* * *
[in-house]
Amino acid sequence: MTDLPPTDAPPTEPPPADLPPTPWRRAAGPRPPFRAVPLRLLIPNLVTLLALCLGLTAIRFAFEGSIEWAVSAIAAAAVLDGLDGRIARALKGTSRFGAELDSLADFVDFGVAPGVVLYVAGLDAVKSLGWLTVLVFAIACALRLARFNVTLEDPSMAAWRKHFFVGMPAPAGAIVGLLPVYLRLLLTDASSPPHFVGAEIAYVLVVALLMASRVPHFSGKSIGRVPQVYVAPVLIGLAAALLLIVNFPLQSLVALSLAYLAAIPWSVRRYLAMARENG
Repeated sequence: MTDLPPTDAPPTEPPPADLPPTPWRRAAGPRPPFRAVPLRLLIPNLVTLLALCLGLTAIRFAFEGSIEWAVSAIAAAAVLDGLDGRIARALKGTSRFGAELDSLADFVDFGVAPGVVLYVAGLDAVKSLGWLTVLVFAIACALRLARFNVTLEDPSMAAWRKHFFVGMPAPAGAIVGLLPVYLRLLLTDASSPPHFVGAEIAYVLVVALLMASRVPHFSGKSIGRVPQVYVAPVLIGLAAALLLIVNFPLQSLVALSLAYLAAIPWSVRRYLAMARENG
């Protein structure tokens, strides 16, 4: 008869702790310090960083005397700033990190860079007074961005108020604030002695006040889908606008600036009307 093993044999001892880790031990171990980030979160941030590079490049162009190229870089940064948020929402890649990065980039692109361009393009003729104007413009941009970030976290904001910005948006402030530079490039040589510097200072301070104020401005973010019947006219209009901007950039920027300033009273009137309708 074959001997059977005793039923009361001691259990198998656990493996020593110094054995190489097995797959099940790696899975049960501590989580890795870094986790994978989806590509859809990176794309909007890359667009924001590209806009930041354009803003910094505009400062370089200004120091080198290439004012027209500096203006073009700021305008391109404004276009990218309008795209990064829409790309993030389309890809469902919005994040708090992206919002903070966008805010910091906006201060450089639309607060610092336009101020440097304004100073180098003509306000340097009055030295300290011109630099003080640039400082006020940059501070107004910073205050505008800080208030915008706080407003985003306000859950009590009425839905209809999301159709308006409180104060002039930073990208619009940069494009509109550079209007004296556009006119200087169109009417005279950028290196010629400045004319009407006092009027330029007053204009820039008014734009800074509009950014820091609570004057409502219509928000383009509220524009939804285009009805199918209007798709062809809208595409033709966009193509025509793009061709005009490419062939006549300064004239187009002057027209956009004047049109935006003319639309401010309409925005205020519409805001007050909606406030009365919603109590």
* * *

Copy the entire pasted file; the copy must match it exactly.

[in-house]
Amino acid sequence: MTDLPPTDAPPTEPPPADLPPTPWRRAAGPRPPFRAVPLRLLIPNLVTLLALCLGLTAIRFAFEGSIEWAVSAIAAAAVLDGLDGRIARALKGTSRFGAELDSLADFVDFGVAPGVVLYVAGLDAVKSLGWLTVLVFAIACALRLARFNVTLEDPSMAAWRKHFFVGMPAPAGAIVGLLPVYLRLLLTDASSPPHFVGAEIAYVLVVALLMASRVPHFSGKSIGRVPQVYVAPVLIGLAAALLLIVNFPLQSLVALSLAYLAAIPWSVRRYLAMARENG
Repeated sequence: MTDLPPTDAPPTEPPPADLPPTPWRRAAGPRPPFRAVPLRLLIPNLVTLLALCLGLTAIRFAFEGSIEWAVSAIAAAAVLDGLDGRIARALKGTSRFGAELDSLADFVDFGVAPGVVLYVAGLDAVKSLGWLTVLVFAIACALRLARFNVTLEDPSMAAWRKHFFVGMPAPAGAIVGLLPVYLRLLLTDASSPPHFVGAEIAYVLVVALLMASRVPHFSGKSIGRVPQVYVAPVLIGLAAALLLIVNFPLQSLVALSLAYLAAIPWSVRRYLAMARENG
């Protein structure tokens, strides 16, 4: 008869702790310090960083005397700033990190860079007074961005108020604030002695006040889908606008600036009307 093993044999001892880790031990171990980030979160941030590079490049162009190229870089940064948020929402890649990065980039692109361009393009003729104007413009941009970030976290904001910005948006402030530079490039040589510097200072301070104020401005973010019947006219209009901007950039920027300033009273009137309708 074959001997059977005793039923009361001691259990198998656990493996020593110094054995190489097995797959099940790696899975049960501590989580890795870094986790994978989806590509859809990176794309909007890359667009924001590209806009930041354009803003910094505009400062370089200004120091080198290439004012027209500096203006073009700021305008391109404004276009990218309008795209990064829409790309993030389309890809469902919005994040708090992206919002903070966008805010910091906006201060450089639309607060610092336009101020440097304004100073180098003509306000340097009055030295300290011109630099003080640039400082006020940059501070107004910073205050505008800080208030915008706080407003985003306000859950009590009425839905209809999301159709308006409180104060002039930073990208619009940069494009509109550079209007004296556009006119200087169109009417005279950028290196010629400045004319009407006092009027330029007053204009820039008014734009800074509009950014820091609570004057409502219509928000383009509220524009939804285009009805199918209007798709062809809208595409033709966009193509025509793009061709005009490419062939006549300064004239187009002057027209956009004047049109935006003319639309401010309409925005205020519409805001007050909606406030009365919603109590």